Whistler’s Woman in White: Joanna Hiffernan exhibition at the Royal Academy of Arts

The exhibition, featuring Whistler's three Symphony in White paintings, opens on the 26th February

James Abbott McNeill Whistler_Symphony in White_No1TheWhite Girl1862

Many of the works by American artist James McNeill Whistler feature the red-haired figure of celebrated Irish beauty Joanna Hiffernan, and in this rich exhibition, the Royal Academy explores her life and role as a friend, model, lover and collaborator.


Her close professional and personal relationship with the artist lasted for two decades, yet little about her influence in his life has been explored – until now.

Royal Academy exhibition
James McNeill Whistler’s Symphony in White, No. 1: The White Girl, 1862, featuring his muse
Joanna Hiffernan

This exhibition brings together 70 works, including portraits of Hiffernan, captured in avant-garde paintings, prints and drawings that challenged cultural norms and established Whistler as one of the most influential artists of the late 19th century.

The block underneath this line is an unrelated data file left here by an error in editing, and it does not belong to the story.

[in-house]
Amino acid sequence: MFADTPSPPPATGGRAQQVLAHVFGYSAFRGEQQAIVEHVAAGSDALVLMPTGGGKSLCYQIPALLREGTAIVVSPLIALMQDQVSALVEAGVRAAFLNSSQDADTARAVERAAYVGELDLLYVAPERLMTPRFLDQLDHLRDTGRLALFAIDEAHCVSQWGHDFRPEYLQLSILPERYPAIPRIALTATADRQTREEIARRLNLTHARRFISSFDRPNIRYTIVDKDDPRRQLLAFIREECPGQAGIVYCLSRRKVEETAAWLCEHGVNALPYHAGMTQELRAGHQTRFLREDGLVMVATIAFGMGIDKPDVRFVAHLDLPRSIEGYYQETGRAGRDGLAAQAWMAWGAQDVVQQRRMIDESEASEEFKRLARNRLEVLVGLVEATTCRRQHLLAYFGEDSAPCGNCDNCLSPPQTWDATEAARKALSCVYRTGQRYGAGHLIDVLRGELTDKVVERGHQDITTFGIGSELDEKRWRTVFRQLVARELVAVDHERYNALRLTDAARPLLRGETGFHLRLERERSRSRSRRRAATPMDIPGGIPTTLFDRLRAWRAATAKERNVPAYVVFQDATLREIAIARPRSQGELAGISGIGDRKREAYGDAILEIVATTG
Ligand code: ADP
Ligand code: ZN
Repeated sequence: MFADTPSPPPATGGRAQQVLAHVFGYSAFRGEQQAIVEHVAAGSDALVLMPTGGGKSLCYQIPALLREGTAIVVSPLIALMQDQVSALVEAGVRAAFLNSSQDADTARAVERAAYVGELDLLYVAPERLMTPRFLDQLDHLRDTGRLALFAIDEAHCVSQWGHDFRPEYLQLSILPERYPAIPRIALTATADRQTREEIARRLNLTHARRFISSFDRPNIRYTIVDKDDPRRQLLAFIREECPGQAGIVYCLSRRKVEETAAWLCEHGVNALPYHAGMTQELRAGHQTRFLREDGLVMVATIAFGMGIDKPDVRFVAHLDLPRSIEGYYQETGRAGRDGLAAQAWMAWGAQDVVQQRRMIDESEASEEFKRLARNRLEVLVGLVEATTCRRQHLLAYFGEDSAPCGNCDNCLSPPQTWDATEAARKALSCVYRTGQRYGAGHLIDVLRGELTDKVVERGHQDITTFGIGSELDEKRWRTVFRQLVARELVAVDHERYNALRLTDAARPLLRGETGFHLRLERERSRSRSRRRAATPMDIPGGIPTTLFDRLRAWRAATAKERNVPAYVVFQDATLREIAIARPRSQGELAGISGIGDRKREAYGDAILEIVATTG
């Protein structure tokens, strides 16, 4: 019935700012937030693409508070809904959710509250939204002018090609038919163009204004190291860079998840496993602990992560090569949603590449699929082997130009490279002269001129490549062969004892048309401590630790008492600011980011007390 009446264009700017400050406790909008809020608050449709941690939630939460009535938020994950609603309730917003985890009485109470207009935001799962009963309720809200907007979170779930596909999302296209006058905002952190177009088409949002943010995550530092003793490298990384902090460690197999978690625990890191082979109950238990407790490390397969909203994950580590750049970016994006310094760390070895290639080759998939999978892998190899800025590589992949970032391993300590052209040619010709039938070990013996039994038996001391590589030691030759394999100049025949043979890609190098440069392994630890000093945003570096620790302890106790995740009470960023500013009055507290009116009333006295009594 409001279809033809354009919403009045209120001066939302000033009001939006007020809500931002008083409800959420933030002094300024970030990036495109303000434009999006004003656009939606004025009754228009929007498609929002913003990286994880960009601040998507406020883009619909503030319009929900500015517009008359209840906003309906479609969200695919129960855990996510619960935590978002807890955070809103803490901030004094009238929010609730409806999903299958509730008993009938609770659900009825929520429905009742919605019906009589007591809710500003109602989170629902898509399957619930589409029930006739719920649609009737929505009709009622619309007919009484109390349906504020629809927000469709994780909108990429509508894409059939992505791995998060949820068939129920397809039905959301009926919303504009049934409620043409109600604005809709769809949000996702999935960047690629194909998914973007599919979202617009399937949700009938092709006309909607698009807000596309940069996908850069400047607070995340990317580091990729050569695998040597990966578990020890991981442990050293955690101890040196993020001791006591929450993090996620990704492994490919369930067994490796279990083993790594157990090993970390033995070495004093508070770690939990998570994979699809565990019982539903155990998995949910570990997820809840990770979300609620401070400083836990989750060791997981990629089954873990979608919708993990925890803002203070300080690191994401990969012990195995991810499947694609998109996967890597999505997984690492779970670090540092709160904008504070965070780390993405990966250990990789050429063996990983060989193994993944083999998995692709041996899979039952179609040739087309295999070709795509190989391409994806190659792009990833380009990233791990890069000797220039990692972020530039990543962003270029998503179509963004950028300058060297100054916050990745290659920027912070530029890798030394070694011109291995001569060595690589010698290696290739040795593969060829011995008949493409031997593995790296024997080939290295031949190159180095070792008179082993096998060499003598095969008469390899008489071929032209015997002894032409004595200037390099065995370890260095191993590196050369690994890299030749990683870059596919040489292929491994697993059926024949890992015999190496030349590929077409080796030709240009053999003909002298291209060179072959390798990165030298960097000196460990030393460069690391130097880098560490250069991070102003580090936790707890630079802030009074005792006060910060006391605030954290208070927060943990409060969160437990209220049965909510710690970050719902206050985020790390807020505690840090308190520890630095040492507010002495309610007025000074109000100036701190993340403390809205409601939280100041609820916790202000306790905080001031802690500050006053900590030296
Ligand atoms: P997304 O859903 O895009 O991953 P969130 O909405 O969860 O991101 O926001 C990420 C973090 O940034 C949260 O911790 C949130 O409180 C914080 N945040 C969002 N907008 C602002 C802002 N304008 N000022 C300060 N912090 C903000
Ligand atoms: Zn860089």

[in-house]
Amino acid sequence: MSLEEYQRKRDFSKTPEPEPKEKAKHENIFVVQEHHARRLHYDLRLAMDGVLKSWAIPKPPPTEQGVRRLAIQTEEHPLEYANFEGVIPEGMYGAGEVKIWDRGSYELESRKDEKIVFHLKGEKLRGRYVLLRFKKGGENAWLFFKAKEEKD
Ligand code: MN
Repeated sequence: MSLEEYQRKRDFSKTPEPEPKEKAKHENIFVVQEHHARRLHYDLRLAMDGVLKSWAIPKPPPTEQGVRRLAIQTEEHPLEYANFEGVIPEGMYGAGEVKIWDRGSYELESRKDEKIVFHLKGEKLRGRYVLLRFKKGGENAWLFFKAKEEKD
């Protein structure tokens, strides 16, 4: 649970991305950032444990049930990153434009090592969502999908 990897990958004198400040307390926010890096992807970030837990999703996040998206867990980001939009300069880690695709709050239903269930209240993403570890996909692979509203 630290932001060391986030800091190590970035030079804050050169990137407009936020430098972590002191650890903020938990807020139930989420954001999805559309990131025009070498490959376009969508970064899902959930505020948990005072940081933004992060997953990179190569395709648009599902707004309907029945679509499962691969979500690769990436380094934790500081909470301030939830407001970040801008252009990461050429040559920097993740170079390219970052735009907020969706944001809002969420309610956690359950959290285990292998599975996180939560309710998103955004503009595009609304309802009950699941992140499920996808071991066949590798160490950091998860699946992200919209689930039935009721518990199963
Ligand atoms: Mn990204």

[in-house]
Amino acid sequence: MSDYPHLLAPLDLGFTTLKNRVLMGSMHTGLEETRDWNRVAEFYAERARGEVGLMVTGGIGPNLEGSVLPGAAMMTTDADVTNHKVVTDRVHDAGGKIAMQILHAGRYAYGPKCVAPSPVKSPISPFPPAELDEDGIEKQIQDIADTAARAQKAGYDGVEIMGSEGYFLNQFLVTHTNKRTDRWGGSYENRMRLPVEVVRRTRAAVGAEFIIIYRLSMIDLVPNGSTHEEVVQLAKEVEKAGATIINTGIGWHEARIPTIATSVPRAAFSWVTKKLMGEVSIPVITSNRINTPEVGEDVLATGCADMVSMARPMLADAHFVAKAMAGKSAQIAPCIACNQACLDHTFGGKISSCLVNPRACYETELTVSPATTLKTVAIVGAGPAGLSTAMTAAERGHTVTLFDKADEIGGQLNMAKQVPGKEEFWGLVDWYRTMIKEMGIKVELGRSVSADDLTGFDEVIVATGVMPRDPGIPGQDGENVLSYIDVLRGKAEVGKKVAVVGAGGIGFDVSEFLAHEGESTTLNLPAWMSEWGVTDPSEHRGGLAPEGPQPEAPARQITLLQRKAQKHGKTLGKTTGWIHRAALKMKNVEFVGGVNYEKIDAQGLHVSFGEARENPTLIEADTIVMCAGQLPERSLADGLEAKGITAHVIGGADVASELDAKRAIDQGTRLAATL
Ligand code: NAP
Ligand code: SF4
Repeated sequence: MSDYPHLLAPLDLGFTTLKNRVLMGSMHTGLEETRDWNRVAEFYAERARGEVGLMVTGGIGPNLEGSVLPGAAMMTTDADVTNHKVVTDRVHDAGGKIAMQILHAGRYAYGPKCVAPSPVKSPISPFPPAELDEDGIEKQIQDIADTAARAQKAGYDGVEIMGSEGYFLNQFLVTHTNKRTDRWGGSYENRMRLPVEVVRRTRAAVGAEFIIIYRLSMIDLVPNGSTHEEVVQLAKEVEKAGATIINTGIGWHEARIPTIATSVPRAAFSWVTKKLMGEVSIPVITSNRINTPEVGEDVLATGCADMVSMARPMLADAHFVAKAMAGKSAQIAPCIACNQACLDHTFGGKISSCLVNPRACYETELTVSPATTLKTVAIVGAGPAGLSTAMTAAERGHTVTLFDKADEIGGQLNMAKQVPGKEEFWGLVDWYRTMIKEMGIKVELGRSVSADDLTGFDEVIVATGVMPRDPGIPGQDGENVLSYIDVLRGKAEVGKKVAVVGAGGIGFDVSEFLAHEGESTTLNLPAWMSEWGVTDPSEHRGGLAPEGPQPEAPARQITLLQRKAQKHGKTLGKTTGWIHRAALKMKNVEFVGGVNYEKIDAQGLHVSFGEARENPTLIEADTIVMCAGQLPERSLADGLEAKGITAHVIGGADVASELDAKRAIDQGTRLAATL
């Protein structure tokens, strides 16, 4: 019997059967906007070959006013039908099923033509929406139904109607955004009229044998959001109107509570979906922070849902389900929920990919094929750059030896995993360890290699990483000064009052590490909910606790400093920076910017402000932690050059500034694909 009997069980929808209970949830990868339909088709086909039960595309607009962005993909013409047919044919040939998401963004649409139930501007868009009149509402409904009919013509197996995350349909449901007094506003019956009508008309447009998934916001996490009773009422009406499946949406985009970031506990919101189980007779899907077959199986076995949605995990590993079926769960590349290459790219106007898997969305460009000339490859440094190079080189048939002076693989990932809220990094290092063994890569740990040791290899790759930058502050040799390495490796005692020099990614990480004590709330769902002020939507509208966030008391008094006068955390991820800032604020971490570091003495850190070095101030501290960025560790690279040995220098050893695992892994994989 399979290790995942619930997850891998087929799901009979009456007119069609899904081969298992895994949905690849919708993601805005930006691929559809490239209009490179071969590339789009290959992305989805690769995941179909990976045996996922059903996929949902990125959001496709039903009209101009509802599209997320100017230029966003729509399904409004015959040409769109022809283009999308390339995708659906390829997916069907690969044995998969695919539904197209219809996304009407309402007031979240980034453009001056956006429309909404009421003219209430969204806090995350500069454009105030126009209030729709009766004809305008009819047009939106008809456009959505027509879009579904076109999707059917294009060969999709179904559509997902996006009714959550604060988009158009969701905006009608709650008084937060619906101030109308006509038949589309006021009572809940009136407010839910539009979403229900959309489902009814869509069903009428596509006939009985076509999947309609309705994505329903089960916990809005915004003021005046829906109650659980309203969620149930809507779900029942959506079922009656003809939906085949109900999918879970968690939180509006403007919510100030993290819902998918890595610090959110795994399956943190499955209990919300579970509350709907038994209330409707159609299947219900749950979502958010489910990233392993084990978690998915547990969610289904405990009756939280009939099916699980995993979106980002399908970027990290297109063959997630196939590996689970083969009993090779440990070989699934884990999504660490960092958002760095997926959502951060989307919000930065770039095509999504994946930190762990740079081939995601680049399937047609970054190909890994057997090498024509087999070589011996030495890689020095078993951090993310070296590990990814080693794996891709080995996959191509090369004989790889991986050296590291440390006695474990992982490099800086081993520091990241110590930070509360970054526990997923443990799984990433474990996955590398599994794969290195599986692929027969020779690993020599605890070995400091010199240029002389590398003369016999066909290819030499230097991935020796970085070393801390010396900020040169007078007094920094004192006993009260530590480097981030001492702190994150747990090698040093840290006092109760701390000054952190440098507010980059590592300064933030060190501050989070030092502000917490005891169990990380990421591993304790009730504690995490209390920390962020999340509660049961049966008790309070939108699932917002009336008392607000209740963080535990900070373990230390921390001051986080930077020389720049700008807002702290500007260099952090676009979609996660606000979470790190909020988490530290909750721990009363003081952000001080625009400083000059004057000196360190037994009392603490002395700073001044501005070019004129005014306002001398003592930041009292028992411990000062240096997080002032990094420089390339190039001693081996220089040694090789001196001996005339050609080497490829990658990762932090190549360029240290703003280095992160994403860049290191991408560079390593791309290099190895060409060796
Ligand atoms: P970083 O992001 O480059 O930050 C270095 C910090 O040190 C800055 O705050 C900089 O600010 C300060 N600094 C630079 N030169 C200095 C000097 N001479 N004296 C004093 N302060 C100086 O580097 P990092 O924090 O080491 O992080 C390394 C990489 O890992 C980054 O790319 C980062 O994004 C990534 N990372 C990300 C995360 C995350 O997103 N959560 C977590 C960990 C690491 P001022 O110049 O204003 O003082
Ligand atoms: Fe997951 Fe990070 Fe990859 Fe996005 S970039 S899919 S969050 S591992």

A key highlight will be Whistler’s three Symphony in White paintings, which inspired a series of paintings portraying the ‘woman in white’.

Despite many rejections for his work Symphony in White, No. 1: The White Girl (1862) – including from the 1862 Royal Academy of Arts exhibition that he had specifically painted it for – Whistler won considerable success in Paris when it was shown in 1863 at the Salon des Refusés, a protest exhibition sanctioned by Emperor Napoleon III.


The exhibition also explores works by Courbet, who painted Hiffernan when he and Whistler worked together in Normandy, and concludes with paintings by Millais, Klimt and other artists who were inspired by Whistler’s Symphony in White.